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Mind

Focus

Meditation

Meditation (Photo credit: atsukosmith)

Meditation Sticker

Meditation Sticker (Photo credit: Sanne Schijn)

Meditating in Madison Square Park, Manhattan, ...
Meditating in Madison Square Park, Manhattan, New York City (Photo credit: Wikipedia)

Unwanted and irrelevant thoughts sabotage your focus and get in the way of getting things done.   Practicing meditation helps improve your ability to attend and concentrate.  Merely focusing on your breathing for five minutes without attempting to change it in any way is a simple way to start your meditation process.  Remember  to focus on being calm and not letting anything interfere with your concentration.

There is a carryover from meditating to everyday life.  Paperwork and chores can benefit from the single mindedness that you develop when meditating.  As I write this, I have put aside all other projects that vie for my attention and am concentrating on one thing, writing this blog.

As I have suggested before, making a list of the things that need your attention and keeping it where you can see it and refer to it unclutters your mind.  It is reassuring to know that you won’t forget to do something important and you won’t have to constantly remind yourself of these things so that they don’t get away from you.

Mind clutter includes those unwanted thoughts, often negative ones, that create constant chatter in your head.

The better you get at doing this, the more you will get done and in less time than in the past.  This is a surprising added benefit of meditating.

 

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Unwanted Thoughts

Where do all those unwanted thoughts come from?  Endless mind chatter, more frequently negative than positive, is a common complaint among people.  Whispers of fear and doubt drift through our heads.  “Should’s” and “can’t’s.” mess up our minds.  Just think how much we could get done if we could just focus on what we are doing instead of these irritating thoughts in our head.  These are road blocks of thought that often prevent us from doing what we want or would like to do and may even prevent us from fulfilling our purpose in life.

Where do these ideas come from?   Considering that we usually don’t like these thoughts and we feel bad when we think them, why do we continue to think them?   Why do we believe them?  There is a time in life when we are very vulnerable to establishing these kind of thoughts in our mind.  There is a time in our life when we don’t know better than to believe these ideas are true.  The younger we are the more vulnerable we are to adopting others’ ideas even if not true as part of our self-concept.  We learn them.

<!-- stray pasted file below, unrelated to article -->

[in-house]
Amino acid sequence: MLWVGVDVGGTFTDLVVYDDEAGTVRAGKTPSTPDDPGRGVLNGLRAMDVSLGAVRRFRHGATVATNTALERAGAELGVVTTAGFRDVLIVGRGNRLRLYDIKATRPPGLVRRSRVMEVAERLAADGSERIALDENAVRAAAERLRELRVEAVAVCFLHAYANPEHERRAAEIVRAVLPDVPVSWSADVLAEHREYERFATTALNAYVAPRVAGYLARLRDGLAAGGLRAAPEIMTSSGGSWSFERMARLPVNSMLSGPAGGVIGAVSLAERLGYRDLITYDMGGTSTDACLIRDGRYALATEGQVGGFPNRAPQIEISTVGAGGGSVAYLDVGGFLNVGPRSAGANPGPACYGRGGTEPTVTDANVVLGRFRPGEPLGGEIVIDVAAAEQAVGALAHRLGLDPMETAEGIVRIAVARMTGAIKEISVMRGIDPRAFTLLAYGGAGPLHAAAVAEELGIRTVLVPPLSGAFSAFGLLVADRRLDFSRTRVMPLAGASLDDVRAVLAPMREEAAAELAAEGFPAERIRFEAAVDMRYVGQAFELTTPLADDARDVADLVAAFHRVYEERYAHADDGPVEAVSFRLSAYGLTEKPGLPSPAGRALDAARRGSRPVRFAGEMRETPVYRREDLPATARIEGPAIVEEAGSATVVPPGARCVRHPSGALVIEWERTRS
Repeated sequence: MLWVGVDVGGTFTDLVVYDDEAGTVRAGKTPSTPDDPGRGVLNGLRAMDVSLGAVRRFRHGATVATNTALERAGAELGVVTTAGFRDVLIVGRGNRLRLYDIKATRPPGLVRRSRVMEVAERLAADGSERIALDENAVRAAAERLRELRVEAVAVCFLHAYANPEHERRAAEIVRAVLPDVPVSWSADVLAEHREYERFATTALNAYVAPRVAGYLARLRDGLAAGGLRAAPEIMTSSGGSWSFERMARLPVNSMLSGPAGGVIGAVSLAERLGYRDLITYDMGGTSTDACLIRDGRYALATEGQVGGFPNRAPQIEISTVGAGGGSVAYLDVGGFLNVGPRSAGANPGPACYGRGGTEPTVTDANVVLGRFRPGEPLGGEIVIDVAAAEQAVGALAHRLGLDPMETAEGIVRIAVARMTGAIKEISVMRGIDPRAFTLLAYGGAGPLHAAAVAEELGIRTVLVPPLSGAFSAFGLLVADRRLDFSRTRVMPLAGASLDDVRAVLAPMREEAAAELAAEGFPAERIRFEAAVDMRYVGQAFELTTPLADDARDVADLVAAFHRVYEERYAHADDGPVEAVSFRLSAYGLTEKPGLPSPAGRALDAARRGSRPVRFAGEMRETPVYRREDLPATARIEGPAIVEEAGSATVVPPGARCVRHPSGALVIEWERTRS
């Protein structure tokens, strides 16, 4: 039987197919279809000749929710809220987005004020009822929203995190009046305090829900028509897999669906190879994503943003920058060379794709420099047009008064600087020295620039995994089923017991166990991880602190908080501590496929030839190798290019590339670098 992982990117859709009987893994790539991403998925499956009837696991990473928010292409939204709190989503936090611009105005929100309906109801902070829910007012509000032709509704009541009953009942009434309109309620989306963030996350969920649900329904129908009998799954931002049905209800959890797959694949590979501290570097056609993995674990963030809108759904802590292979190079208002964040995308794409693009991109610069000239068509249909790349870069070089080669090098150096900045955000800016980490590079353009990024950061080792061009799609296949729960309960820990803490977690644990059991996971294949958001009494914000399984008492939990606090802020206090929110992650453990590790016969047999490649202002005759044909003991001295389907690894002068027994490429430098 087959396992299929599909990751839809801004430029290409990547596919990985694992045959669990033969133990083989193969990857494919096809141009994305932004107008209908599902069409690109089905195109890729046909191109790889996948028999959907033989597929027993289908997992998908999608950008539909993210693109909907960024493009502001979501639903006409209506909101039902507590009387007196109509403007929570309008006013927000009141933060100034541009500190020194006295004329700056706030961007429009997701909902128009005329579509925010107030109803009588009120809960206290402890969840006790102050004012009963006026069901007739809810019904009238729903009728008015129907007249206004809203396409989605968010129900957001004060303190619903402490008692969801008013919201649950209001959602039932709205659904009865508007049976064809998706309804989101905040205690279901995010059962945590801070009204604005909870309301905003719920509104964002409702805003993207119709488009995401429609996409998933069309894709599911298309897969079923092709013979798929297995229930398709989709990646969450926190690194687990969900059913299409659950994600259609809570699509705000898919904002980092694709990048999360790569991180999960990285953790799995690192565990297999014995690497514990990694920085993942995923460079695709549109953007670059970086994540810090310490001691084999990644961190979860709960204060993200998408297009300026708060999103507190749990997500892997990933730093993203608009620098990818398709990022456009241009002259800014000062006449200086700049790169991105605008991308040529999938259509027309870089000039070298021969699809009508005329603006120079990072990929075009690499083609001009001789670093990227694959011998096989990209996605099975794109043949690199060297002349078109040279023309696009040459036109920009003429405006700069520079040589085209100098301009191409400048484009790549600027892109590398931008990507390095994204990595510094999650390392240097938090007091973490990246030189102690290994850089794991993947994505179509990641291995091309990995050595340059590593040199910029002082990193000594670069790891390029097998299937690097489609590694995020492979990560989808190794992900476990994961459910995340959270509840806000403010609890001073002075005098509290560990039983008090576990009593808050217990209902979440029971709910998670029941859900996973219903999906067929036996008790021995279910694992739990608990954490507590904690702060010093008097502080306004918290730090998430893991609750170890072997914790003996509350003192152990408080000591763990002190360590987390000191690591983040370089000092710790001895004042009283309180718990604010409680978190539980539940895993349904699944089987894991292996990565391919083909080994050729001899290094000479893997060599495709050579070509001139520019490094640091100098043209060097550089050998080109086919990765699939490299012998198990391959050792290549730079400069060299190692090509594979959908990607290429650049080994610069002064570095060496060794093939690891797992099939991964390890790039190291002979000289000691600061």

Why is it so difficult to change these ideas especially when we learn later in life that they are not true.  It happens because after awhile, when we learn something like this, we often accept this as the way things are in life as we may not have any experiences to the contrary.   Such ideas become automatic such as learning to ride a bicycle or learning our multiplication tables; but this not beneficial when we have had the experience of being bullied by someone who does not know us and sees us as a convenient victim.

There is a part of the mind where information is stored to which we usually do not have direct access and is, therefore, almost invulnerable to being changed. Another big problem is that we often accept this kind of information as factual and you know that facts are facts because they can’t be changed or at least that is what most people think.

This kind of information is usually said to be at an unconscious or subconscious level and is difficult to access and difficult to change. It even follows some different rules from that which is stored in the conscious mind. There is a method to this madness. One thing is that it enables us to do things without thinking like ride a bicycle. Another is that when we can access it, we can usually find information that we thought we had forgotten. Hypnosis is often used to do this.

Unconscious learning can be the source of thoughts and ideas that effect our behavior and self image in very often damaging ways. It can help us because this is often how we develop rules that make it easier for us to make decisions as long as the rules make sense.

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